(CBS News/AP) — Rapper Meek Mill was released on bail Tuesday while he appeals decade-old gun and drug convictions following an order by the Pennsylvania Supreme Court.

The high court directed a Philadelphia judge who had jailed him to immediately issue an order releasing him on unsecured bail. Mill emerged from an SUV which had left the grounds at the State Correctional Institution in Chester in an SUV at 6:45 p.m. local time Tuesday and got on a helicopter which had landed on an adjacent parking lot.

Mill was expected to attend tonight’s Philadelphia 76ers playoff game and sources told CBS Philadelphia he would ring the bell at the arena prior to tip-off. The rapper was scheduled to hold a press conference after the game.

The 30-year-old, whose real name is Robert Williams, tweeted thanking his family and public advocates — who included Philadelphia Mayor Jim Kenney and New England Patriots owner Robert Kraft — and said he looks forward to returning to his music career.

Michael Rubin, co-owner of the Philadelphia 76ers basketball team and the New Jersey Devils hockey team, will reportedly pick up Mill from prison. Rubin has been one of Mill’s many supporters and visited him several times in jail.

A team of lawyers and public relations consultants had waged an all-out battle to get him freed on bail.

Prosecutors say they believe Mill should get a new trial because of questions raised about the credibility of his arresting officer.

Statement from Meek Mill’s attorney Joe Tacopina:

“We are thrilled that the Pennsylvania Supreme Court has directed Judge Brinkley to immediately issue an order releasing Meek on bail. As we have said all along, Meek was unjustly convicted and should not have spent a single day in jail. We are also pleased that the Pennsylvania Supreme Court has noted that Judge Brinkley may opt to remove herself from presiding over any further proceedings in Meek’s case in the interests of justice. Meek is excited to be reunited with his family, and we, along with Meek, intend to continue to shine the light on a justice system in need of reform to prevent any other citizen from being put through what Meek has endured.”

Why was Meek Mill in jail?

Mill was sentenced in November to two to four years in prison for violating probation on a nearly decade-old gun and drug case.

Judge Genece Brinkley, who sentenced Mill for the probation violation, said he had wasted several chances to clean up his act after a 2009 gun and drug case. The sentence came against the recommendation of the prosecutor, who said Mill had matured since his original crime. Brinkley said the prosecutor did not know the case as well as she did and that Mill just “does what he wants.” Demonstrators took to the streets at the time in protest.

Mill was arrested twice — once in St. Louis for an alleged altercation in the airport and another time for alleged reckless driving in New York City involving a dirt bike.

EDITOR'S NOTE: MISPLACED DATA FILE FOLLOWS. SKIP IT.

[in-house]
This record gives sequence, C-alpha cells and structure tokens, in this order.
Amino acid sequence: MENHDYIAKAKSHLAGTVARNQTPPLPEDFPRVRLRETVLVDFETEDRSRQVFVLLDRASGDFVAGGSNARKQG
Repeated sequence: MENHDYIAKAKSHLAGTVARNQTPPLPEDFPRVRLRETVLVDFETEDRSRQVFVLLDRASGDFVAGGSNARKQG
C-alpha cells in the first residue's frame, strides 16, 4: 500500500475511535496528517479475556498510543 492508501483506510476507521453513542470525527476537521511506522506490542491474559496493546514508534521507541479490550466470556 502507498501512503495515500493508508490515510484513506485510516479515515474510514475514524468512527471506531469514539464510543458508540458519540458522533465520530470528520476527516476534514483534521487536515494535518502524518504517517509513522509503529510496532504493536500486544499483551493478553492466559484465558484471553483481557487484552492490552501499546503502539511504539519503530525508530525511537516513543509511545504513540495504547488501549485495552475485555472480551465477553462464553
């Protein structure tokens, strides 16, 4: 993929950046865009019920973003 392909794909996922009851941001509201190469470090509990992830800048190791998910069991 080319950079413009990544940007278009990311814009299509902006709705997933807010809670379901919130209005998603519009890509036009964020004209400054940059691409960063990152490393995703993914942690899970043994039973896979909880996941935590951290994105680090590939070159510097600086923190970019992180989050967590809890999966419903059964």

Kevin Hart’s support for Meek Mill

Earlier Tuesday, fellow Philadelphian and comedian Kevin Hart was at the jail to visit Mill, CBS Philadelphia reports.

“The frustration for me is, why is he still there? I still don’t understand why he’s still in jail after so much has been pointed out,” Hart told reporters after his visit with Mill.

“I think the good with the situation is that he now has a platform. And I think coming out, he will be able to use that platform to really shine a light on how corrupt this system is and hopefully also keep this younger generation from going through this. And also, a lot of people that are incarcerated now that are doing unnecessary time.”

Hart said his relationship with Mill is strong and that he views the rapper as innocent.

“When you know that you’re innocent, it’s tough to sit through something that you know that you didn’t do,” Hart said.

Jay-Z’s support for Meek Mill

Jay-Z wrote an op-ed in the New York Times in November and called the rapper’s sentence “just one example of how our criminal justice system entraps and harasses hundreds of thousands of black people every day.”

Jay-Z wrote that Mill has been “stalked by a system that considers the slightest infraction a justification for locking him back inside” and said that when he was growing up in Brooklyn in the 1970s and 1980s, he saw that probation became a “landmine” for many. He pointed out that a “random misstep” could bring consequences greater than the crime.

“A person on probation can end up in jail over a technical violation like missing a curfew,” wrote Jay-Z. He pointed out, “As of 2015, one-third of the 4.65 million Americans who were on some form of parole or probation were black. Black people are sent to prison for probation and parole violations at much higher rates than white people.”

On Nov. 7, Jay-Z stopped his concert in Dallas to say of Mill, “He caught a charge when he was, like, 19. He’s 30 now, he’s been on probation for 11 years. F***ing 11 years. Judge gave him two to four years because he got arrested for being on a bike and popping a f***ing wheelie.”

CBS News’ Gisela Perez and Cassandra Gauthier contributed to this report.

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